As we welcome this Holy Season of Advent, it is important to remind ourselves of: the meaning, the history, the liturgical colors, the advent wreath and its candles, and the relevancy of the Advent Season.
The term “advent” is derived from the Latin “adventus”, which means “coming”. So, advent prepares us for the two-fold celebration of the remembrance of the First Coming of Jesus Christ to us at Christmas, and the joyful anticipation of his Second Coming with power and glory, as our merciful Judge.
During the 4th and 5th centuries, there was little connection between Advent and Christmas. Advent was rather a season of preparation for the baptism of new Christians at the Feast of Epiphany on January 6th, which is the celebration of God’s Incarnation represented by the visit of the Magi to the Baby Jesus (Mt2:1). By the 6th century, however, Christians celebrated Advent in eager anticipation of the Second Coming of Christ. But it was not until the Middle Ages that the Advent Season was explicitly linked to Christ’s First Coming in the manger in Bethlehem. Today, Advent begins on Sunday that falls between November 27th and December 3rd each year. The Season of Advent lasts for four Sundays leading up to Christmas. The first two Sundays in Advent (through December 16th) look forward to Christ’s Second Coming, and the last two Sundays (December 17th – 24th), look backward to remembering Christ’s First Coming at Christmas.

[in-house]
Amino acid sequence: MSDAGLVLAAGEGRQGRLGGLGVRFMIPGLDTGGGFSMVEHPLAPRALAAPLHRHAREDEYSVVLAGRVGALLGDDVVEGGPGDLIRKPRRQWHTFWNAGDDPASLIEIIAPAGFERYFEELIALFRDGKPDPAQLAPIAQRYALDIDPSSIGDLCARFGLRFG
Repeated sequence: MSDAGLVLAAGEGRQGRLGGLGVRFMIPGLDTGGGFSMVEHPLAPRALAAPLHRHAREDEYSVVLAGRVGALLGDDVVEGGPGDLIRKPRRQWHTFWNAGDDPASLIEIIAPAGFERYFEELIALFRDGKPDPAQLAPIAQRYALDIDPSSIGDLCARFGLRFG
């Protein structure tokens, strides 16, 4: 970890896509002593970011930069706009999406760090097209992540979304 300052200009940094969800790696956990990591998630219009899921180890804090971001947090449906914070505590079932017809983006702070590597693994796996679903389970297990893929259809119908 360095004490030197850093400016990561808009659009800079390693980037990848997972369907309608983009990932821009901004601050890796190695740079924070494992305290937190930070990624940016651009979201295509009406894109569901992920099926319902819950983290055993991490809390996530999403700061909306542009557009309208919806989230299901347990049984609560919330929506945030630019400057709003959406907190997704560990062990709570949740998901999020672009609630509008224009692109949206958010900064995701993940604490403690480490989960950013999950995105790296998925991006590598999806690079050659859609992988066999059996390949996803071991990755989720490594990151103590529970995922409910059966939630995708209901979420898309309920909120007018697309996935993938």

The Advent Liturgical Colors
Purple or violet or blue, and Rose or Pink, are the liturgical colors recommended for advent. These colors symbolize humility or penance, and joy, respectively.
The Advent Wreath
The Advent wreath is created in evergreen branches to symbolize Eternal Life. The circle reminds us of our Infinite God, Who is the Alpha and the Omega, the Beginning and the End.
The Advent Candles
The Four candles of the Advent Wreath represent respectively, the virtues of: hope, love, joy, and peace, that Christ our Savior, brings. The first, second, and fourth candles are purple in color. The third candle is rose or pink. Occasionally, a fifth white candle (Christ’s candle), is placed in the middle of the advent wreath, and is lit on Christmas Eve or Christmas Day representing Christ our Light.
The Christian Relevancy of Advent
Just as the Israelites in the Promised Land looked back, time and again, to God’s intervention during the Exodus days and called upon God to act on their behalf, in the same way, Christians, during Advent, looking back upon Christ’s First Coming in the manger, and at the same time looking forward in eager anticipation to his Second Coming in glory to consummate his Eternal Kingdom. Each year the Church celebrates the liturgy of advent, she makes present this ancient expectancy of the Messiah. By sharing in the long preparation for the Savior’s First Coming, we renew our ardent desire for his Second Coming. The advent hymn “O Come, O Come, Emmanuel”, perfectly describes the Church’s great anticipation and joyful expectation, that is; “Christ has come, and Christ will come again”. (Acts 2:17; Heb 1:2). Therefore, our exile in the present to sins of pride, division, greed, violence, hatred, abortion, prejudice, racism, sexual abuse, injustices, idolatry, should make us look forward to our exodus in need of God’s mercy and sanctifying grace, so the Holy Spirit, may conform us into the image of Christ. Much like Lent, Advent is not about shopping, decorations, lights, and joyful carols, but rather a season of penance, prayer, and fasting. In short, Advent is a time to cry out to God of mercy, to renew the face of the earth. Amen.
May God bless you all and keep you!